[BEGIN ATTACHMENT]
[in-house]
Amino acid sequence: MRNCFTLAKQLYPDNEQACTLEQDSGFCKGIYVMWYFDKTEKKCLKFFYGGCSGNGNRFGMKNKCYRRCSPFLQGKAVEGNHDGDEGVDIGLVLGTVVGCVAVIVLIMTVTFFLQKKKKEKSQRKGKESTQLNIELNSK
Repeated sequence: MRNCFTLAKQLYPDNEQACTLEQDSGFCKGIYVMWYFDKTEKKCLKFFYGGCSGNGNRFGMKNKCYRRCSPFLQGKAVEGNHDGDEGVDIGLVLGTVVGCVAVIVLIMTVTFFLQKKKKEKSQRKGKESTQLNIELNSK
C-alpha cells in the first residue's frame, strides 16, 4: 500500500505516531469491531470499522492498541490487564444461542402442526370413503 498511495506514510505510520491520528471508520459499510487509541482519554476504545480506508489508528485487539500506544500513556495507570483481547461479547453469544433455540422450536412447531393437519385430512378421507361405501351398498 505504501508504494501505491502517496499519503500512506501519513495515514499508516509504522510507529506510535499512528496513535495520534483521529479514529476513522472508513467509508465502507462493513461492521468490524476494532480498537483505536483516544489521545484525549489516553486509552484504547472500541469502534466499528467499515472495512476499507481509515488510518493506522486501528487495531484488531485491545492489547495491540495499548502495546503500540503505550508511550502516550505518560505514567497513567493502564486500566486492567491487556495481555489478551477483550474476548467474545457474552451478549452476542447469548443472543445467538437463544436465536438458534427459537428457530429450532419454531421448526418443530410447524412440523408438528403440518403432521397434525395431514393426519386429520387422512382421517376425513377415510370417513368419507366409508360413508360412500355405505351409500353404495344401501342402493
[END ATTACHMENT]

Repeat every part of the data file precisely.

[in-house]
Amino acid sequence: MRNCFTLAKQLYPDNEQACTLEQDSGFCKGIYVMWYFDKTEKKCLKFFYGGCSGNGNRFGMKNKCYRRCSPFLQGKAVEGNHDGDEGVDIGLVLGTVVGCVAVIVLIMTVTFFLQKKKKEKSQRKGKESTQLNIELNSK
Repeated sequence: MRNCFTLAKQLYPDNEQACTLEQDSGFCKGIYVMWYFDKTEKKCLKFFYGGCSGNGNRFGMKNKCYRRCSPFLQGKAVEGNHDGDEGVDIGLVLGTVVGCVAVIVLIMTVTFFLQKKKKEKSQRKGKESTQLNIELNSK
C-alpha cells in the first residue's frame, strides 16, 4: 500500500505516531469491531470499522492498541490487564444461542402442526370413503 498511495506514510505510520491520528471508520459499510487509541482519554476504545480506508489508528485487539500506544500513556495507570483481547461479547453469544433455540422450536412447531393437519385430512378421507361405501351398498 505504501508504494501505491502517496499519503500512506501519513495515514499508516509504522510507529506510535499512528496513535495520534483521529479514529476513522472508513467509508465502507462493513461492521468490524476494532480498537483505536483516544489521545484525549489516553486509552484504547472500541469502534466499528467499515472495512476499507481509515488510518493506522486501528487495531484488531485491545492489547495491540495499548502495546503500540503505550508511550502516550505518560505514567497513567493502564486500566486492567491487556495481555489478551477483550474476548467474545457474552451478549452476542447469548443472543445467538437463544436465536438458534427459537428457530429450532419454531421448526418443530410447524412440523408438528403440518403432521397434525395431514393426519386429520387422512382421517376425513377415510370417513368419507366409508360413508360412500355405505351409500353404495344401501342402493